Kampala: The Government of Belgium has today announced a financial contribution of EUR 4.2 million (approx. 16bn Ugandan shillings) to UNICEF that will see 3,000 vulnerable in and out-of-school girls in Kampala receive support through mentorship, linkages to essential social services and a cash transfer to enable them to transition safely into adulthood.
The four-year Belgian contribution to UNICEF will support its ongoing GirlsEmpoweringGirls (GEG) social protection programme implemented in partnership with Kampala Capital City Authority in the five divisions of Kampala.
“With our support, Belgium aims to demonstrate the impact of innovative financing modalities such as cash assistance in order to help inform the establishment of social protection mechanisms in Uganda,” said H.E Rudi Veestraeten, Ambassador of Belgium in Uganda and South-Sudan.
In Uganda, adolescent girls living in urban areas bear the burdens of poverty and exclusion, while remaining vulnerable to exploitation and abuse. Worse still, the COVID-19 pandemic has exacerbated deprivations while posing new challenges for children and young people.
Adolescent girls, in particular, are vulnerable to a host of challenges, including teenage pregnancies, which contribute to school dropouts and reduce income-generating opportunities. Interventions like the GirlsEmpoweringGirls programme, which target the most vulnerable, are some of the most effective ways of addressing these vulnerabilities.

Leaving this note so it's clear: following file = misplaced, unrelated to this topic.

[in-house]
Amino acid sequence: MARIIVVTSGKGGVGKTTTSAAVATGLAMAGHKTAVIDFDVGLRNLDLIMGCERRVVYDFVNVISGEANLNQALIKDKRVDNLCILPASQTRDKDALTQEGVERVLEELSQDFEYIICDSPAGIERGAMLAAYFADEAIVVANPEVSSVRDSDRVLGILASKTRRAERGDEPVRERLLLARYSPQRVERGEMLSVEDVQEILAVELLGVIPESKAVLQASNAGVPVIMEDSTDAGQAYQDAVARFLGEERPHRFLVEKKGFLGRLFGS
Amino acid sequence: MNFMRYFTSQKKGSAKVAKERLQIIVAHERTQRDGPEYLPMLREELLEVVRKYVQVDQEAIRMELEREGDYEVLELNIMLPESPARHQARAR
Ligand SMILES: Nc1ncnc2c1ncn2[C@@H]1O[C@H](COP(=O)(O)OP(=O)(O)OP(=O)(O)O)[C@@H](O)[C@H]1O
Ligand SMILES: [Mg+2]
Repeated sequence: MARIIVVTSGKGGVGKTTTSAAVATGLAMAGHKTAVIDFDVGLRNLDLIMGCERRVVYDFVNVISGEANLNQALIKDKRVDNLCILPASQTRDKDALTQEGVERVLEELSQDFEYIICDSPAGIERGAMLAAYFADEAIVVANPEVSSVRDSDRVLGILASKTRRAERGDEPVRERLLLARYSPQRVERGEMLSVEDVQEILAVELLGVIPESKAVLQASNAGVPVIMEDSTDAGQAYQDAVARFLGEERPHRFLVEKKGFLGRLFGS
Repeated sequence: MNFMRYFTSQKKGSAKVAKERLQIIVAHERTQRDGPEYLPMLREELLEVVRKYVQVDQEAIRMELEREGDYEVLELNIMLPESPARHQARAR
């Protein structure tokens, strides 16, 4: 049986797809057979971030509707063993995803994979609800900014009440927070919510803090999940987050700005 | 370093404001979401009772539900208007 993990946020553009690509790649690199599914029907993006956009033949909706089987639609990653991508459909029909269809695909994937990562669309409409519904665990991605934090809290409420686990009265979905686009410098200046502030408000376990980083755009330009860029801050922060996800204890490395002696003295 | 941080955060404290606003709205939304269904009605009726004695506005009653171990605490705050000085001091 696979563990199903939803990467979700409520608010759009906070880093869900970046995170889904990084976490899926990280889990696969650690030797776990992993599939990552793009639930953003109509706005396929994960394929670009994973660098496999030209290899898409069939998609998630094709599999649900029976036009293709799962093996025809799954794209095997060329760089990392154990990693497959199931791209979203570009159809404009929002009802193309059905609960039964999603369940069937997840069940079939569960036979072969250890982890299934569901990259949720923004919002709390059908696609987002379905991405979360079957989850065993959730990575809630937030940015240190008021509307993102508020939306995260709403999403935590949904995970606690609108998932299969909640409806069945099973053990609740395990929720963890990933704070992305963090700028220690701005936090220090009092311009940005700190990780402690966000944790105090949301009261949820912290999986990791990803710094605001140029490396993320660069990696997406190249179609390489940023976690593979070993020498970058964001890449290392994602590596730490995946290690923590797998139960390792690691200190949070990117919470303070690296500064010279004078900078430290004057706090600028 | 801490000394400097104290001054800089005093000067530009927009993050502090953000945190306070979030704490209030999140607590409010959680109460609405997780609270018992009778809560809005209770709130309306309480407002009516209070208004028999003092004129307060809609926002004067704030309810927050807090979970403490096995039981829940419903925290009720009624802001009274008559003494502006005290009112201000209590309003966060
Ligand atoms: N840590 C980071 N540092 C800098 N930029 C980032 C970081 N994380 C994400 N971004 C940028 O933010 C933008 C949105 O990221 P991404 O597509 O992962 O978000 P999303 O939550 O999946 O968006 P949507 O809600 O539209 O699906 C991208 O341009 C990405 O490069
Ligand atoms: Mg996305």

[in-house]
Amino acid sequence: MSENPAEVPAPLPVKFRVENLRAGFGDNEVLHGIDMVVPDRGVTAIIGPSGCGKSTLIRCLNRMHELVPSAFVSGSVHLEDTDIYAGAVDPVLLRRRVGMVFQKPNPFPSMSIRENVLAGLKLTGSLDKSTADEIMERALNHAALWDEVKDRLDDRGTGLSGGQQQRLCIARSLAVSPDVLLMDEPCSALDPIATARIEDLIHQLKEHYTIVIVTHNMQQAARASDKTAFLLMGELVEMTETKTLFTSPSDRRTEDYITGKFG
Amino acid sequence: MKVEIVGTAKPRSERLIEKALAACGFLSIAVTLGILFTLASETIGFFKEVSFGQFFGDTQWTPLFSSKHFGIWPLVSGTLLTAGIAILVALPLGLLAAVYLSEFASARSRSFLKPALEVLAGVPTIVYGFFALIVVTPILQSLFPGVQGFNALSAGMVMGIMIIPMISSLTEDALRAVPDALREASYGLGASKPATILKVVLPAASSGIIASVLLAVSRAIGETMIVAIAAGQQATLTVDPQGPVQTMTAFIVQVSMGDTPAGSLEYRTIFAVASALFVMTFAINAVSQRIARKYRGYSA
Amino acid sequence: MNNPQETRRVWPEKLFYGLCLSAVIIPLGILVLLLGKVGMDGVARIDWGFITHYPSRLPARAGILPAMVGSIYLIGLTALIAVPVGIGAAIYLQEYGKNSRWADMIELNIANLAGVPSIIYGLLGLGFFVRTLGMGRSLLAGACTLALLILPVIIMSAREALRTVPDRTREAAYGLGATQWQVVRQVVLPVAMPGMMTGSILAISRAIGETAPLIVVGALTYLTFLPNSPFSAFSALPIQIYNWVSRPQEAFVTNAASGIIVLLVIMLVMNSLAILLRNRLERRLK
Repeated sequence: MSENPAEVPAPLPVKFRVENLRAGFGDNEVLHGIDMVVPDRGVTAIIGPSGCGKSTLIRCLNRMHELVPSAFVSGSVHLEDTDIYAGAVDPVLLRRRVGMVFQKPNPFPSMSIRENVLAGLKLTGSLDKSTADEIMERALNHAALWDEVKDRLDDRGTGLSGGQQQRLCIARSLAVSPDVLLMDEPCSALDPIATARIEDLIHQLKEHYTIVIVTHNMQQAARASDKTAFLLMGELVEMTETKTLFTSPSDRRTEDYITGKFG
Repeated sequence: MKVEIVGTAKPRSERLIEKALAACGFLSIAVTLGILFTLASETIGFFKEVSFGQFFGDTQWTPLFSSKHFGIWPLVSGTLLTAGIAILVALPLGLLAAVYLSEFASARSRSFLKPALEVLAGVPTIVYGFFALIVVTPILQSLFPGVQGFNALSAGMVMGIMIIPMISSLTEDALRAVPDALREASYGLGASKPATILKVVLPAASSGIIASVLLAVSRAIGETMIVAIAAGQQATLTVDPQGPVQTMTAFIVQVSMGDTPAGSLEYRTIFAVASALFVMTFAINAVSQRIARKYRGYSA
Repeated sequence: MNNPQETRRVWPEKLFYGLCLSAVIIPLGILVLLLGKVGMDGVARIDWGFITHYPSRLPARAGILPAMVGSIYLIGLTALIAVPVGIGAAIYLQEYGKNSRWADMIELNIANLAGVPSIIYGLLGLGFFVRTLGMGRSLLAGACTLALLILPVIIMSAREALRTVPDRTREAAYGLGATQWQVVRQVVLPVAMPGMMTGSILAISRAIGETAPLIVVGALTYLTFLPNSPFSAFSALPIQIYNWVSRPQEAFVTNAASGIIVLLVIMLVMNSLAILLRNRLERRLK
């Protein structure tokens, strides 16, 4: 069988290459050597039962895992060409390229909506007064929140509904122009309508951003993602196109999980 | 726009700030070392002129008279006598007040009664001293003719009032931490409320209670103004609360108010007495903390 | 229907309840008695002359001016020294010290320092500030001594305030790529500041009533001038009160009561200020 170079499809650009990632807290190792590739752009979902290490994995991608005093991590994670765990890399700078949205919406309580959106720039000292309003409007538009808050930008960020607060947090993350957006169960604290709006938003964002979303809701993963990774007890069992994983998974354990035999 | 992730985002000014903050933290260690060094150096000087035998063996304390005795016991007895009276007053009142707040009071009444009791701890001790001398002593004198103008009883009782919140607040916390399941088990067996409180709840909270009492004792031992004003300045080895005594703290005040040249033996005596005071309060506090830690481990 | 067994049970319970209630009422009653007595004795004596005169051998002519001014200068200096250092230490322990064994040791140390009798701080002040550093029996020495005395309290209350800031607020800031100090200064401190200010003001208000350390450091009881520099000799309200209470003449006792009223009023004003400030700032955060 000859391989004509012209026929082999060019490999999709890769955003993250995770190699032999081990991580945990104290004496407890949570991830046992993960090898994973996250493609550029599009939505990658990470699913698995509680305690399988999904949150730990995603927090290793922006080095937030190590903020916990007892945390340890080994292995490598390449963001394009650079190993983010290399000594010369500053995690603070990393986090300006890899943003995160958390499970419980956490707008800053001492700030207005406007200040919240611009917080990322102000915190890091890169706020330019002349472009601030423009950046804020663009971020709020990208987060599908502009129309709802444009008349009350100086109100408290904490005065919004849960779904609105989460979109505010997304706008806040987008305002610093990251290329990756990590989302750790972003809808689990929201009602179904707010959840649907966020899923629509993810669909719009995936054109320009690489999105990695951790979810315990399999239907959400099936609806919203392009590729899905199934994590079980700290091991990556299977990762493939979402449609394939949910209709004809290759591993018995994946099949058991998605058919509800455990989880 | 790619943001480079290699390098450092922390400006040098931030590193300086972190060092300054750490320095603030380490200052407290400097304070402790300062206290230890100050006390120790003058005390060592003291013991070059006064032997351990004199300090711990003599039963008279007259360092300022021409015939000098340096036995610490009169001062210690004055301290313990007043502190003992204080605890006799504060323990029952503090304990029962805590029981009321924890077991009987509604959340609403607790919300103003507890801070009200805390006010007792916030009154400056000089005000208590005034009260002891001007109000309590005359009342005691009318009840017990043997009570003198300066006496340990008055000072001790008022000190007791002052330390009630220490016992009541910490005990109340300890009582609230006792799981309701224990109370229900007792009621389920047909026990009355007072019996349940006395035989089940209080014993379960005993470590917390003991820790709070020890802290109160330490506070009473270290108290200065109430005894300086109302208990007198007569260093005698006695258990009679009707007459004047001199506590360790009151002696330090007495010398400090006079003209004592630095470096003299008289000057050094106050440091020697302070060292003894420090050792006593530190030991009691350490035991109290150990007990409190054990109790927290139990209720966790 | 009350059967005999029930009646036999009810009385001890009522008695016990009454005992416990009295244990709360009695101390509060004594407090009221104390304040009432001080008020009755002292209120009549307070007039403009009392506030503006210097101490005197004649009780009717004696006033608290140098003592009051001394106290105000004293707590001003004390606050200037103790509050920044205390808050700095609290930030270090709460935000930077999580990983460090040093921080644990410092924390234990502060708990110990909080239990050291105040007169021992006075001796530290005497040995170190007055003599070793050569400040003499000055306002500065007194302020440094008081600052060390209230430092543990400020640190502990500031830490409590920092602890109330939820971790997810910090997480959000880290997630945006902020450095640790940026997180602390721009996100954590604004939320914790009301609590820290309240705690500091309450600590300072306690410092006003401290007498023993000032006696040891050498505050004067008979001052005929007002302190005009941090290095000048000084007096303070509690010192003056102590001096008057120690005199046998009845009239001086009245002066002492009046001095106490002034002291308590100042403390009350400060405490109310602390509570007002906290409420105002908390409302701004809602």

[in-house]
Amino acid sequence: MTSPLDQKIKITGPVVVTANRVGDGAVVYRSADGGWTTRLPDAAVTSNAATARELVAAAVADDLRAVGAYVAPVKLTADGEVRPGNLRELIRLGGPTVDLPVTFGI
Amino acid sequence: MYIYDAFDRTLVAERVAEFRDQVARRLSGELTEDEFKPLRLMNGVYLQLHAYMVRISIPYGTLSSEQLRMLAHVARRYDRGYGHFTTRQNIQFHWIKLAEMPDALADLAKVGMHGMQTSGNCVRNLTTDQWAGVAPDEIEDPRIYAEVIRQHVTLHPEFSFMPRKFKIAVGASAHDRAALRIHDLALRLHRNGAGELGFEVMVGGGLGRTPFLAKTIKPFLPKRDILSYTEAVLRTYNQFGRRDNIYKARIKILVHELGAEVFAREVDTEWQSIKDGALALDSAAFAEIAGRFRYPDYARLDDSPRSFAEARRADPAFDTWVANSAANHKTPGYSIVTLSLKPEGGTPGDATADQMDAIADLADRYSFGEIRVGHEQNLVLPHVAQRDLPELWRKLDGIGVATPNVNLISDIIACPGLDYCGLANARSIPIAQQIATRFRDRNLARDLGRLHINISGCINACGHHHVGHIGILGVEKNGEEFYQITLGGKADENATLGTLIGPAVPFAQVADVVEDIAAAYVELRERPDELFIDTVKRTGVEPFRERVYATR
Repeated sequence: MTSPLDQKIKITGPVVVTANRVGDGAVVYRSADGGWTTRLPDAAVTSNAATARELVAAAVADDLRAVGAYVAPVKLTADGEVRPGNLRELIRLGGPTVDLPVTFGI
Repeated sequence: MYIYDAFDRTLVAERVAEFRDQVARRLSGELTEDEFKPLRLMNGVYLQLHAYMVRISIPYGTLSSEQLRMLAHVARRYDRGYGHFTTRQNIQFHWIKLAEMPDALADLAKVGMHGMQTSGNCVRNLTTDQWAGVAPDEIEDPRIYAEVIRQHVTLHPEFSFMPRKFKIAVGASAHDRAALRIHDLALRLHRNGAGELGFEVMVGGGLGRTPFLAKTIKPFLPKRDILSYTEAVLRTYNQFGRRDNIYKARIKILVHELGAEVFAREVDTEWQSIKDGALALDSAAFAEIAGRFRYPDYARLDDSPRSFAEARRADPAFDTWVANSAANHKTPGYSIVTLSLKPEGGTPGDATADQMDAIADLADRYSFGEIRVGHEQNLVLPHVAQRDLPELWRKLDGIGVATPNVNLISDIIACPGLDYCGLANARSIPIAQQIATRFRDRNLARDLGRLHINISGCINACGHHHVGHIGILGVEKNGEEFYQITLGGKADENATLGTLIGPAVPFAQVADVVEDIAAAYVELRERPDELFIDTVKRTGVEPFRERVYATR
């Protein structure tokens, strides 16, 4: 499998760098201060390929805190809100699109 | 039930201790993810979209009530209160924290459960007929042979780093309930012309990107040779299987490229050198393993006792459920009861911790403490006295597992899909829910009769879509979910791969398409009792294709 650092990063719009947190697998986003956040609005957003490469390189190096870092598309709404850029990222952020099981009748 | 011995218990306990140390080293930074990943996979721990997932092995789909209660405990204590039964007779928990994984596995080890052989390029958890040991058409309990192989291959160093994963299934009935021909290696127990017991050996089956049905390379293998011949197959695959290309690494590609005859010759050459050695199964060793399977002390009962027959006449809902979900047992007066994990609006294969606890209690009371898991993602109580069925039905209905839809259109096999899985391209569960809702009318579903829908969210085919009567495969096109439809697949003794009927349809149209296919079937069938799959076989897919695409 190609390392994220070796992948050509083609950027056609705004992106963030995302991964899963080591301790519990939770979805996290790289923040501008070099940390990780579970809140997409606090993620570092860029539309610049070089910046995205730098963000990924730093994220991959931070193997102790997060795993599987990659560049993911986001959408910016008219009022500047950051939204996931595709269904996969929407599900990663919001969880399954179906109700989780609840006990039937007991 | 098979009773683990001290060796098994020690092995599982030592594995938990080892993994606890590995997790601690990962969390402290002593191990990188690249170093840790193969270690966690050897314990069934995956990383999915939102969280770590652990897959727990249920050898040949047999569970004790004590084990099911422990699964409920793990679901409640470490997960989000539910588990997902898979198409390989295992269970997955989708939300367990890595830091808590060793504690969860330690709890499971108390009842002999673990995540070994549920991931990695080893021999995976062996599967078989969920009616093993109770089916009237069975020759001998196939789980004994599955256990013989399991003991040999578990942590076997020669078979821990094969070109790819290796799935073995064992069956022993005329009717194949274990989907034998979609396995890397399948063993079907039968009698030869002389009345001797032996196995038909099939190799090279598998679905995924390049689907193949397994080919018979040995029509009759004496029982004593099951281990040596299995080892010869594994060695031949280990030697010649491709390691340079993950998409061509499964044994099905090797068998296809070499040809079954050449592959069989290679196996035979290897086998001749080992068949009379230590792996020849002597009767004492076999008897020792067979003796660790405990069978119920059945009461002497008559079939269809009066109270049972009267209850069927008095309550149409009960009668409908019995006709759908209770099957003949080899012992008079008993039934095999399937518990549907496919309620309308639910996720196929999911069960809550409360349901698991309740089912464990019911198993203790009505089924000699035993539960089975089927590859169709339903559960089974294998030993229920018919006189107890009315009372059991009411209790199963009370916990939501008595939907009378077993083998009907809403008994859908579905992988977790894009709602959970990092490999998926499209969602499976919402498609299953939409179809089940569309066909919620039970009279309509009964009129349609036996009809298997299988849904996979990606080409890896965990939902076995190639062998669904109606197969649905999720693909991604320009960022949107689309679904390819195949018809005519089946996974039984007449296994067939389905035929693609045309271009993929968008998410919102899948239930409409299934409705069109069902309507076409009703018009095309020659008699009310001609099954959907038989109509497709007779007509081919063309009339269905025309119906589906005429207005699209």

Indeed, global evidence has shown that social protection programmes that include cash transfers have had a positive impact on vulnerable children and young people. Such programmes require concerted efforts by all stakeholders, under the leadership of the government, to ensure they are well planned and effectively rolled out.
Like many developing countries, Uganda still faces challenges that require efforts to safeguard the well-being of many women and children in the country. According to World Bank (2020), the COVID-19 pandemic has unequivocally demonstrated the strategic role of social protection. However as of July 2021, effective social protection coverage was estimated at 2.9 per cent, with the government spending only an average of 0.25 per cent of GDP on social protection, on average.
“As stakeholders, we have a duty to ensure that all children enjoy their rights as enshrined in the Convention on the Rights of the Child, including the right to protection,” Dr Munir Safieldin, UNICEF Representative in Uganda, noted.
“With the financial contribution from the Belgian Government, we will work with the Government of Uganda, through Kampala Capital City Authority (KCCA) to scale up the GEG programme from the current 1,500 to 3,000 in and out-of-school adolescent girls. We are confident this unique intervention will keep growing and help sustain demand for critical services by young people in Kampala,” he added.
The programme will be managed by Kampala Capital City Authority (KCCA) and implemented by two civil society partners.